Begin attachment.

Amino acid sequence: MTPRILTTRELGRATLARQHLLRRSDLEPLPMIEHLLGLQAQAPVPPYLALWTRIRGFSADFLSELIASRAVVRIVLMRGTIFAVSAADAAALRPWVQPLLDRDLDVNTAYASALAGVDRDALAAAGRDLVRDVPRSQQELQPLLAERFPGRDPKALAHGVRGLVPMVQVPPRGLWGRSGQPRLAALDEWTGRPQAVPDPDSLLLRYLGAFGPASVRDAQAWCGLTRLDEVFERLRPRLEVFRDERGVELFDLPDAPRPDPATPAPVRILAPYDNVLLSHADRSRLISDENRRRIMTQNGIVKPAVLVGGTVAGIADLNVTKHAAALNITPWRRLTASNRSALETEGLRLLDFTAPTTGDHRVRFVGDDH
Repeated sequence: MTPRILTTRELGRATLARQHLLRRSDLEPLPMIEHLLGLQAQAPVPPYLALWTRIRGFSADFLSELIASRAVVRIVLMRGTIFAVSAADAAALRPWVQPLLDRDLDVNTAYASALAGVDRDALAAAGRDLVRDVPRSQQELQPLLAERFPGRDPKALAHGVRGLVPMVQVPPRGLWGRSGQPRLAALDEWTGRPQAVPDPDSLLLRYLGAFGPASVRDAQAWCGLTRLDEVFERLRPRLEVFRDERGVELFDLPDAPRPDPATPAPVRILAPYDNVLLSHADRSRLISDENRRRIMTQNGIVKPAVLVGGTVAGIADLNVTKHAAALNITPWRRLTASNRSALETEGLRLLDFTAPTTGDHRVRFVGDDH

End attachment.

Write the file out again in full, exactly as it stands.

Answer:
Amino acid sequence: MTPRILTTRELGRATLARQHLLRRSDLEPLPMIEHLLGLQAQAPVPPYLALWTRIRGFSADFLSELIASRAVVRIVLMRGTIFAVSAADAAALRPWVQPLLDRDLDVNTAYASALAGVDRDALAAAGRDLVRDVPRSQQELQPLLAERFPGRDPKALAHGVRGLVPMVQVPPRGLWGRSGQPRLAALDEWTGRPQAVPDPDSLLLRYLGAFGPASVRDAQAWCGLTRLDEVFERLRPRLEVFRDERGVELFDLPDAPRPDPATPAPVRILAPYDNVLLSHADRSRLISDENRRRIMTQNGIVKPAVLVGGTVAGIADLNVTKHAAALNITPWRRLTASNRSALETEGLRLLDFTAPTTGDHRVRFVGDDH
Repeated sequence: MTPRILTTRELGRATLARQHLLRRSDLEPLPMIEHLLGLQAQAPVPPYLALWTRIRGFSADFLSELIASRAVVRIVLMRGTIFAVSAADAAALRPWVQPLLDRDLDVNTAYASALAGVDRDALAAAGRDLVRDVPRSQQELQPLLAERFPGRDPKALAHGVRGLVPMVQVPPRGLWGRSGQPRLAALDEWTGRPQAVPDPDSLLLRYLGAFGPASVRDAQAWCGLTRLDEVFERLRPRLEVFRDERGVELFDLPDAPRPDPATPAPVRILAPYDNVLLSHADRSRLISDENRRRIMTQNGIVKPAVLVGGTVAGIADLNVTKHAAALNITPWRRLTASNRSALETEGLRLLDFTAPTTGDHRVRFVGDDH